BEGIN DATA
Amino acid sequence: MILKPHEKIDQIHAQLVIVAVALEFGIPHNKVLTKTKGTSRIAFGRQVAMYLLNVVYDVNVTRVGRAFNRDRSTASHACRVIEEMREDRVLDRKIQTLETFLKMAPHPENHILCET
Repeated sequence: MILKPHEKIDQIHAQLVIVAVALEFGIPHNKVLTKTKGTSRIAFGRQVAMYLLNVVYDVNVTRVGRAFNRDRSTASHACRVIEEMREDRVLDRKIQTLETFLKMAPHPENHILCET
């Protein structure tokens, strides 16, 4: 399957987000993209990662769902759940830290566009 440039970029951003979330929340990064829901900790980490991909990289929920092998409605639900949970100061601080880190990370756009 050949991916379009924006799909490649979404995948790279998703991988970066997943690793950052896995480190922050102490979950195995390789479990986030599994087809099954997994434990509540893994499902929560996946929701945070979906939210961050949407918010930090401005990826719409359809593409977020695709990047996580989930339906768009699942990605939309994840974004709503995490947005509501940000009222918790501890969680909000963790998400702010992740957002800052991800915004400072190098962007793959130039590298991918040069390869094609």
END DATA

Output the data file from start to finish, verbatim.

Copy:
Amino acid sequence: MILKPHEKIDQIHAQLVIVAVALEFGIPHNKVLTKTKGTSRIAFGRQVAMYLLNVVYDVNVTRVGRAFNRDRSTASHACRVIEEMREDRVLDRKIQTLETFLKMAPHPENHILCET
Repeated sequence: MILKPHEKIDQIHAQLVIVAVALEFGIPHNKVLTKTKGTSRIAFGRQVAMYLLNVVYDVNVTRVGRAFNRDRSTASHACRVIEEMREDRVLDRKIQTLETFLKMAPHPENHILCET
């Protein structure tokens, strides 16, 4: 399957987000993209990662769902759940830290566009 440039970029951003979330929340990064829901900790980490991909990289929920092998409605639900949970100061601080880190990370756009 050949991916379009924006799909490649979404995948790279998703991988970066997943690793950052896995480190922050102490979950195995390789479990986030599994087809099954997994434990509540893994499902929560996946929701945070979906939210961050949407918010930090401005990826719409359809593409977020695709990047996580989930339906768009699942990605939309994840974004709503995490947005509501940000009222918790501890969680909000963790998400702010992740957002800052991800915004400072190098962007793959130039590298991918040069390869094609």